All Quiet on the Western Front

All Quiet on the Western Front

by Erich Maria Remarque


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Considered by many the greatest war novel of all time, All Quiet on the Western Front is Erich Maria Remarque’s masterpiece of the German experience during World War I.

I am young, I am twenty years old; yet I know nothing of life but despair, death, fear, and fatuous superficiality cast over an abyss of sorrow. . . .

This is the testament of Paul Bäumer, who enlists with his classmates in the German army during World War I. They become soldiers with youthful enthusiasm. But the world of duty, culture, and progress they had been taught breaks in pieces under the first bombardment in the trenches.

Through years of vivid horror, Paul holds fast to a single vow: to fight against the principle of hate that meaninglessly pits young men of the same generation but different uniforms against one another . . .  if only he can come out of the war alive.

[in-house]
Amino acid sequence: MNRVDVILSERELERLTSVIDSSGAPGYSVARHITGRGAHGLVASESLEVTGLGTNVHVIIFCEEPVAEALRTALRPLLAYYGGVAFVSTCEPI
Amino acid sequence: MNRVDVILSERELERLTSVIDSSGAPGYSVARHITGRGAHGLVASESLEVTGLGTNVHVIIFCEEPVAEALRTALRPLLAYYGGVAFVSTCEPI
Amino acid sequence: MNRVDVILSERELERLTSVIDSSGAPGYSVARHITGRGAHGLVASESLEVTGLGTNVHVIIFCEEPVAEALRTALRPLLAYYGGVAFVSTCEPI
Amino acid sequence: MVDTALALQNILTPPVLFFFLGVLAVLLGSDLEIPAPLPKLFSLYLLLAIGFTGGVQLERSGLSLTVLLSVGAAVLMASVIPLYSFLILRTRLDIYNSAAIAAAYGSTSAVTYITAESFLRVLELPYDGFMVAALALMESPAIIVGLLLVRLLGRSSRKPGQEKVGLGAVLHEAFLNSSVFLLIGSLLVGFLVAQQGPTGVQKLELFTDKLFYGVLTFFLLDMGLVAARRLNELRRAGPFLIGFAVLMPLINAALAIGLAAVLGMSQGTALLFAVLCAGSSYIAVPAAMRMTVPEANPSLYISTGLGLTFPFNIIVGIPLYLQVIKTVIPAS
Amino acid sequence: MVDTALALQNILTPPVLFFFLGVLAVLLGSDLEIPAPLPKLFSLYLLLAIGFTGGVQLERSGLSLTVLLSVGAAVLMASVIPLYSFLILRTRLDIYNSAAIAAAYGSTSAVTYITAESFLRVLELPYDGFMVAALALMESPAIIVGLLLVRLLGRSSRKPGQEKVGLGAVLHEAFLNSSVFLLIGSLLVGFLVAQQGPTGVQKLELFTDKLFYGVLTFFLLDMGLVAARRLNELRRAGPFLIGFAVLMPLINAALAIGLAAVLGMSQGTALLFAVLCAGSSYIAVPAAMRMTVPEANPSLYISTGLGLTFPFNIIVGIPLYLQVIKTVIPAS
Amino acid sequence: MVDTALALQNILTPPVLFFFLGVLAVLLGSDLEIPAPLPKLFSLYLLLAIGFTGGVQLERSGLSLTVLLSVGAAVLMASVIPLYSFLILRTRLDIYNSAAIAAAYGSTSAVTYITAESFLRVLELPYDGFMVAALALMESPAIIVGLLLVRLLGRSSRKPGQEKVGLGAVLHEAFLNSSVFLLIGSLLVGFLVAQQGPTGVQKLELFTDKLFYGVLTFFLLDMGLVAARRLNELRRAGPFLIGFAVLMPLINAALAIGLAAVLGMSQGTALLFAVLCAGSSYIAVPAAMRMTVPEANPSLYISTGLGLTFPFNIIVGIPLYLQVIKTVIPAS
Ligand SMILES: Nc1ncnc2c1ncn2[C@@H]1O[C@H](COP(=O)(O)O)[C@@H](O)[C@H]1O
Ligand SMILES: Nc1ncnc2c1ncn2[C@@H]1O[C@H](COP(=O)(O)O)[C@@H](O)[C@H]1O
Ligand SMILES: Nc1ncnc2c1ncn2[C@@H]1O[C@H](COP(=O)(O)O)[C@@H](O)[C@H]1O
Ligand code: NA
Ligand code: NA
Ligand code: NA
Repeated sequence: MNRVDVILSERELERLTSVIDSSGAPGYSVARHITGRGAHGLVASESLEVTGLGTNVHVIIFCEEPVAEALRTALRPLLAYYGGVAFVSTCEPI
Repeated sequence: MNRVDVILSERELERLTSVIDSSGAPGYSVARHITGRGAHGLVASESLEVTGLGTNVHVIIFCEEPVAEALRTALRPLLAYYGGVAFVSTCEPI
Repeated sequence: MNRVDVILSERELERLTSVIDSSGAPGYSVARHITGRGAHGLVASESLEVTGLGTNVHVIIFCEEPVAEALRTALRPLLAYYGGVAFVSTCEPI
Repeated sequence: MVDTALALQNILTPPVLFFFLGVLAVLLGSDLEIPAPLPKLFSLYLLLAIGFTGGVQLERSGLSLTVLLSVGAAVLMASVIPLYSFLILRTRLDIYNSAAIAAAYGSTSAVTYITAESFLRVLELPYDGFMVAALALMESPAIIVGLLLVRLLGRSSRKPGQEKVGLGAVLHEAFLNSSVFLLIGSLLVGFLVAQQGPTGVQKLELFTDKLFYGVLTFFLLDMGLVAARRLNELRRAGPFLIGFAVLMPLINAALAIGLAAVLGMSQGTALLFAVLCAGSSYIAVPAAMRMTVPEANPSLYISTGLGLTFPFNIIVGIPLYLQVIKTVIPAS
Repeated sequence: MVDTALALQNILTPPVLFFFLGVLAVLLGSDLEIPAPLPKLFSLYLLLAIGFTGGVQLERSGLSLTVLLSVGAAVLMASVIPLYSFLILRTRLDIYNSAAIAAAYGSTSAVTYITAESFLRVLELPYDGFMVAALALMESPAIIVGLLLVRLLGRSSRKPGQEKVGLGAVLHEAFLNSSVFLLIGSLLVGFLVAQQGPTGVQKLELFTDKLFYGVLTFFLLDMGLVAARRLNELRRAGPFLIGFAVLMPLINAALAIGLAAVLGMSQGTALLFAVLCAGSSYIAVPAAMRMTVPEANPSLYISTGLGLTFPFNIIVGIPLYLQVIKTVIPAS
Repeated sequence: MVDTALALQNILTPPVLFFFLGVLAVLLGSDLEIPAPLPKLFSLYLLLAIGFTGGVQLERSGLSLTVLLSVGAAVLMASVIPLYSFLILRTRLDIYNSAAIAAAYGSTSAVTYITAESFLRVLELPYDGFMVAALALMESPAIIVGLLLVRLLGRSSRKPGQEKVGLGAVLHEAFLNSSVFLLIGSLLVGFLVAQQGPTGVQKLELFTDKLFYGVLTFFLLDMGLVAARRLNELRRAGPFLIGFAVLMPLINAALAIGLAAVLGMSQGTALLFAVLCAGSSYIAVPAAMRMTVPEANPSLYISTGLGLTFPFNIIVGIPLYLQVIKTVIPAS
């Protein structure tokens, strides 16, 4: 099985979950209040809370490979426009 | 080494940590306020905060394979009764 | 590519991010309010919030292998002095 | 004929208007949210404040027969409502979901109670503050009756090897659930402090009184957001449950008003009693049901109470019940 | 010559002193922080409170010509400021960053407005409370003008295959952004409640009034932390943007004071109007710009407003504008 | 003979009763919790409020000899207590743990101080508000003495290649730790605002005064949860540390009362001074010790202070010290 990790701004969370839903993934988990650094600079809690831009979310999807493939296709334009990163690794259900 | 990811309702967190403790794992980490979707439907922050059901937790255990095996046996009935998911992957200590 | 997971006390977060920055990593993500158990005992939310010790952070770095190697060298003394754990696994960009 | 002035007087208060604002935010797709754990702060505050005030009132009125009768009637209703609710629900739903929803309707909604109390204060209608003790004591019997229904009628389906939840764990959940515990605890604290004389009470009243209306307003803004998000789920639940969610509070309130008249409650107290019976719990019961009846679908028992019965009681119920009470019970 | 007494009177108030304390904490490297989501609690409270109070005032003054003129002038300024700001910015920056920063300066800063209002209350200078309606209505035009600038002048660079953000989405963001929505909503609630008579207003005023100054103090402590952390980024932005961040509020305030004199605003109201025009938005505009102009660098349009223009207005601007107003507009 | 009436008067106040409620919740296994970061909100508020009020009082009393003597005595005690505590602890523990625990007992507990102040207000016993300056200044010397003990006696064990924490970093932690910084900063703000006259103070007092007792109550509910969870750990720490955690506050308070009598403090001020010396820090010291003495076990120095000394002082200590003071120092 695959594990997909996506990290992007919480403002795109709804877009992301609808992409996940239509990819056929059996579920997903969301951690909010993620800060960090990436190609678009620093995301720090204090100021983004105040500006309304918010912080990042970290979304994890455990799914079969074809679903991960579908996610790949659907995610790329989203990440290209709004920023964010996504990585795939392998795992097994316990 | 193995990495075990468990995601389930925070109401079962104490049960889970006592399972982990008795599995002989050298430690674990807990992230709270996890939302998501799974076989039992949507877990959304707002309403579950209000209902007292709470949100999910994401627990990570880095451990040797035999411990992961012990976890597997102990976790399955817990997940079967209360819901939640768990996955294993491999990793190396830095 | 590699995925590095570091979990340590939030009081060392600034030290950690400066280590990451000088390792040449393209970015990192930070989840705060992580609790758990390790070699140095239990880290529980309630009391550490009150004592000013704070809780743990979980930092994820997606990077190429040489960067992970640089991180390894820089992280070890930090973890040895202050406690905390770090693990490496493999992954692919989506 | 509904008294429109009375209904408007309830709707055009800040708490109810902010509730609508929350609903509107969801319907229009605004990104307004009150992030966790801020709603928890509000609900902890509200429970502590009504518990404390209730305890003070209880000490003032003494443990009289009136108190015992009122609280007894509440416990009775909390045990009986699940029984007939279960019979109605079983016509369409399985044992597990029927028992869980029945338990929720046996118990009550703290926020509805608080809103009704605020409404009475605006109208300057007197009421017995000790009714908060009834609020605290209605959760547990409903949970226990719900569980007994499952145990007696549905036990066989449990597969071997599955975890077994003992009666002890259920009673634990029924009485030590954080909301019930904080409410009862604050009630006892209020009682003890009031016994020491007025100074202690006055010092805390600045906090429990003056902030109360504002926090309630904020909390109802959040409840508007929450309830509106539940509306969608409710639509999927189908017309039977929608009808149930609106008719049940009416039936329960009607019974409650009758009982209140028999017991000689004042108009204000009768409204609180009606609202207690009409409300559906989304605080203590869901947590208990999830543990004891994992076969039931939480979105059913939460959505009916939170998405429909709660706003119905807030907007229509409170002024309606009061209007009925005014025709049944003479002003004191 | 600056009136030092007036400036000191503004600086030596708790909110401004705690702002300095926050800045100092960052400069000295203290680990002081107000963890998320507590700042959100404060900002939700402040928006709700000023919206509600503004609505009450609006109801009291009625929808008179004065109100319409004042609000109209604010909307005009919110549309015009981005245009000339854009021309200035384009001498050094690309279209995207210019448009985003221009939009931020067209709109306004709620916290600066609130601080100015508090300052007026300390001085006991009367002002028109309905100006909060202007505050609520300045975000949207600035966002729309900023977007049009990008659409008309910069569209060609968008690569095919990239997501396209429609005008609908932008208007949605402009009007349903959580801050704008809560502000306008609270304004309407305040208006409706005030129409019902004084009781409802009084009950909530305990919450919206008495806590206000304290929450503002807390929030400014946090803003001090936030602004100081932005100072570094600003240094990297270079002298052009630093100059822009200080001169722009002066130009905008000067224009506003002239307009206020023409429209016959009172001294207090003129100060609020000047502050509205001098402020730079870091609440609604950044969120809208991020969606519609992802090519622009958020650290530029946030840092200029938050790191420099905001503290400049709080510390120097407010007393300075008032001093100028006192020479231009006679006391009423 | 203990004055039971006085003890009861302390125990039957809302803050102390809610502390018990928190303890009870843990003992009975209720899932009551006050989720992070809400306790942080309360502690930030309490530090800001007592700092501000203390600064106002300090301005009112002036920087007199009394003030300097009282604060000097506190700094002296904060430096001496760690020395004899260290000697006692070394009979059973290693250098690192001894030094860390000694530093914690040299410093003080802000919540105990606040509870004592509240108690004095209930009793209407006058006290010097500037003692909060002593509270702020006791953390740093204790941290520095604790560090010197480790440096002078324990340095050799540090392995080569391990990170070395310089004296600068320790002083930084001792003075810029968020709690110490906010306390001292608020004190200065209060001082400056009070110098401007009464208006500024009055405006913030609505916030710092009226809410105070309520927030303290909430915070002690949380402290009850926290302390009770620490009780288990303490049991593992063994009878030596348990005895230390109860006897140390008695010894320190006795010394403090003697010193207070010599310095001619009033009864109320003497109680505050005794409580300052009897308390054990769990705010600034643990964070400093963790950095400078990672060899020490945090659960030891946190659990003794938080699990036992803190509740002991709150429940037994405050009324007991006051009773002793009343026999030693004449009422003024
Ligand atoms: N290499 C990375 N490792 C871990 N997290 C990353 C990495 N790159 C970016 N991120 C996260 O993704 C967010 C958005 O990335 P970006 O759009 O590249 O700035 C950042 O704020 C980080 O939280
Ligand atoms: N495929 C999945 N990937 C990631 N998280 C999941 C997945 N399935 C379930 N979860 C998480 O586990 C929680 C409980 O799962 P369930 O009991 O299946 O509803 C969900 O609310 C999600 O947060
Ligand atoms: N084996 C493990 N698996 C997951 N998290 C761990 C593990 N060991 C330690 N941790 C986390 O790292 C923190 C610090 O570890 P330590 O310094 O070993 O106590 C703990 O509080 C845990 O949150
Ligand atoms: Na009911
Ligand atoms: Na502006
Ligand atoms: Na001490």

The latter half of 2018 has found me struggling to finish books. I have a stack of a dozen half-finished books sitting next to my bed; it has just been a rough reading year. So it may seem understandable that I was hesitant to cater to the overwhelming urge to reread All Quiet on the Western Front. I mean….I had all these other books that I needed to finish. And I didn’t even own All Quiet on the Western Front. Good thing I broke down and picked up a copy at my local used bookstore because All Quiet on the Western Front is the first book I have finished in months.

I love this book. 

I am a firm believer that you need to read specific things during certain times in your life. December 2018….I needed to read All Quiet on the Western Front. I was struggling folks because 2018 has been a year of necessary personal growth. I couldn’t read. I was stuck dealing with the typical stresses of the holiday season and having to deal with a significant amount of petty bullshit at work (I’m not even going to apologize for the language. It is what it is.) I was stuck in my own head desperately trying to identify my source of frustration. All Quiet on the Western Front brought me some much needed perspective. It starts:

“This book is to be neither an accusation nor a confession, and least of all an adventure, for death is not an adventure to those who stand face to face with it. It will try simply to tell of a generation of men who, even through they may have escaped shells, were destroyed by the war.”